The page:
Notes

    Abstract

    AMONGST the objects which have been recently added to the galleries of the Paris Industrial Exhibition of Geography, and are attracting public notice, we may mention a collection of French birds exhibited by M. Bouvier, the collection of apes from the Gaboon, by the Marquis de Compiègne, and a number of antediluvian fossils from the Mentone Caves. The skeletons of two children which had been buried together are in a splendid state of preservation, exhibiting admirably the characteristics of prehistoric cave-life. These two young people were buried in the home of their parents, very probably because it was the only means of defending their bones against the teeth of ferocious hyænas and other large carnivorous animals which were disputing with man the empire of the future Gaul. The bones were covered with small shells, of which the loin cloth of the departed youngsters had been made. Neither of them had any ornaments in bone, jaspsr, or pearl, such as is generally discovered under similar circumstances when the skeleton is that of an adult. No child is buried with such objects in Polynesian islands, as none are allowed to wear them even when belonging to the regal families.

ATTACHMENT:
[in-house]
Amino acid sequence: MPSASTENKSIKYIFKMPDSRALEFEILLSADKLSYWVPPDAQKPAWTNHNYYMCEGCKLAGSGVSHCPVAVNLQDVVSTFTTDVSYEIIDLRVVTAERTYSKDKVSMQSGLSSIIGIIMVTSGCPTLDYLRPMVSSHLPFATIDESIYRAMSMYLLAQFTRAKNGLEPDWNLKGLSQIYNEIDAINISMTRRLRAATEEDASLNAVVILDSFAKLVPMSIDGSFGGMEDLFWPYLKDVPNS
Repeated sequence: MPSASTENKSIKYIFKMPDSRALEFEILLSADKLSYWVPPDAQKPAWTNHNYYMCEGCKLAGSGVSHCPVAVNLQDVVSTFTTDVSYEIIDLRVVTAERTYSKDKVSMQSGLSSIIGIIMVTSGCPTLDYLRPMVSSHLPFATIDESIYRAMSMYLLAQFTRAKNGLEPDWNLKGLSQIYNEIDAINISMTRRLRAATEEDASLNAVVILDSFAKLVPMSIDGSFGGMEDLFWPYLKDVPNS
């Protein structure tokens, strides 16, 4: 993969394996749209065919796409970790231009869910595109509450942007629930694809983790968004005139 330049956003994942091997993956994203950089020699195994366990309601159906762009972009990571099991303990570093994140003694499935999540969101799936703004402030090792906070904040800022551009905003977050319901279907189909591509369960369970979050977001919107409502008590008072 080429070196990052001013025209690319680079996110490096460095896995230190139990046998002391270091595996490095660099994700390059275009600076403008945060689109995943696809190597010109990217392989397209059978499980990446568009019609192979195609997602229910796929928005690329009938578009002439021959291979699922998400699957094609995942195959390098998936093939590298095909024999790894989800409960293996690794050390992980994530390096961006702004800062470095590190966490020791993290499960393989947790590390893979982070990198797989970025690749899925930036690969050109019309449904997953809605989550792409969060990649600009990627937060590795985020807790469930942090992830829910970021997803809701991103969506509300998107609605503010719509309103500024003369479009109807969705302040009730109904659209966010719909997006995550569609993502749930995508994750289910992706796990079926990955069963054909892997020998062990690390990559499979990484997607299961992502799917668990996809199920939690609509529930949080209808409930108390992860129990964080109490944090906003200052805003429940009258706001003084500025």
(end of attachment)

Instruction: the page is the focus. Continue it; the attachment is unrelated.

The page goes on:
Access options

    Rent or Buy article

    Get time limited or full article access on ReadCube.

    from$8.99

    All prices are NET prices.

    Rights and permissions

    Reprints and Permissions

    About this article

    Cite this article

    Notes . Nature 12, 358–359 (1875). https://doi.org/10.1038/012358b0

    Download citation

    Comments

    By submitting a comment you agree to abide by our Terms and Community Guidelines. If you find something abusive or that does not comply with our terms or guidelines please flag it as inappropriate.